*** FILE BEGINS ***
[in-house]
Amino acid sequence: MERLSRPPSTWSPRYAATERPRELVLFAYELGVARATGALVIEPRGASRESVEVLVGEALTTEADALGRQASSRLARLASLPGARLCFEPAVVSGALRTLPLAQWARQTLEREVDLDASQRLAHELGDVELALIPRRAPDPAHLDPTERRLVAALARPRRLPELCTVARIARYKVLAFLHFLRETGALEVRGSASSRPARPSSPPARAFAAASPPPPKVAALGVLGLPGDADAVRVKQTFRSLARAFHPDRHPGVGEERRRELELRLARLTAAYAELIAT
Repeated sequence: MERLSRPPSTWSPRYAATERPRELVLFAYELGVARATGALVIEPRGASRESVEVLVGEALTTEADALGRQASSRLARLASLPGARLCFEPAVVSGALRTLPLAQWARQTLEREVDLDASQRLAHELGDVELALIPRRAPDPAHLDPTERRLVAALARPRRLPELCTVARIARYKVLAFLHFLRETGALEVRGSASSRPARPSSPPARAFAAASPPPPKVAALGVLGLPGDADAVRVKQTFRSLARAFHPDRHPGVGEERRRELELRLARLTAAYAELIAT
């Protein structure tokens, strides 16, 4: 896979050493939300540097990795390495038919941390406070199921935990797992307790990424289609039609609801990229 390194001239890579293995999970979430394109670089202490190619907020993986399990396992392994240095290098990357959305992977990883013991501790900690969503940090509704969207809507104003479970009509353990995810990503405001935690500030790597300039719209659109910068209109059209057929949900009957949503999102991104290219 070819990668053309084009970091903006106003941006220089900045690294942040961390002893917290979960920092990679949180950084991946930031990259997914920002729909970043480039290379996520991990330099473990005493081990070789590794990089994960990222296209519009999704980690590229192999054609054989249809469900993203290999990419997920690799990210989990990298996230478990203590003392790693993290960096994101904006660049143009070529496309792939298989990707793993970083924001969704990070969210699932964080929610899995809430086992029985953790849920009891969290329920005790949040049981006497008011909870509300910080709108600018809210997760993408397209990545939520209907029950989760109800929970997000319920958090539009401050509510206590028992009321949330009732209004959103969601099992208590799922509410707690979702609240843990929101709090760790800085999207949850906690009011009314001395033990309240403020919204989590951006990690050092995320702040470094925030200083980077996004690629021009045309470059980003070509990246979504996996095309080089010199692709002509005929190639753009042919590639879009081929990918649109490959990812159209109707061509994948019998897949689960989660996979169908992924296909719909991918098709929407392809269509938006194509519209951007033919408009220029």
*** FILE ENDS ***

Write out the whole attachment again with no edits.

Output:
[in-house]
Amino acid sequence: MERLSRPPSTWSPRYAATERPRELVLFAYELGVARATGALVIEPRGASRESVEVLVGEALTTEADALGRQASSRLARLASLPGARLCFEPAVVSGALRTLPLAQWARQTLEREVDLDASQRLAHELGDVELALIPRRAPDPAHLDPTERRLVAALARPRRLPELCTVARIARYKVLAFLHFLRETGALEVRGSASSRPARPSSPPARAFAAASPPPPKVAALGVLGLPGDADAVRVKQTFRSLARAFHPDRHPGVGEERRRELELRLARLTAAYAELIAT
Repeated sequence: MERLSRPPSTWSPRYAATERPRELVLFAYELGVARATGALVIEPRGASRESVEVLVGEALTTEADALGRQASSRLARLASLPGARLCFEPAVVSGALRTLPLAQWARQTLEREVDLDASQRLAHELGDVELALIPRRAPDPAHLDPTERRLVAALARPRRLPELCTVARIARYKVLAFLHFLRETGALEVRGSASSRPARPSSPPARAFAAASPPPPKVAALGVLGLPGDADAVRVKQTFRSLARAFHPDRHPGVGEERRRELELRLARLTAAYAELIAT
């Protein structure tokens, strides 16, 4: 896979050493939300540097990795390495038919941390406070199921935990797992307790990424289609039609609801990229 390194001239890579293995999970979430394109670089202490190619907020993986399990396992392994240095290098990357959305992977990883013991501790900690969503940090509704969207809507104003479970009509353990995810990503405001935690500030790597300039719209659109910068209109059209057929949900009957949503999102991104290219 070819990668053309084009970091903006106003941006220089900045690294942040961390002893917290979960920092990679949180950084991946930031990259997914920002729909970043480039290379996520991990330099473990005493081990070789590794990089994960990222296209519009999704980690590229192999054609054989249809469900993203290999990419997920690799990210989990990298996230478990203590003392790693993290960096994101904006660049143009070529496309792939298989990707793993970083924001969704990070969210699932964080929610899995809430086992029985953790849920009891969290329920005790949040049981006497008011909870509300910080709108600018809210997760993408397209990545939520209907029950989760109800929970997000319920958090539009401050509510206590028992009321949330009732209004959103969601099992208590799922509410707690979702609240843990929101709090760790800085999207949850906690009011009314001395033990309240403020919204989590951006990690050092995320702040470094925030200083980077996004690629021009045309470059980003070509990246979504996996095309080089010199692709002509005929190639753009042919590639879009081929990918649109490959990812159209109707061509994948019998897949689960989660996979169908992924296909719909991918098709929407392809269509938006194509519209951007033919408009220029």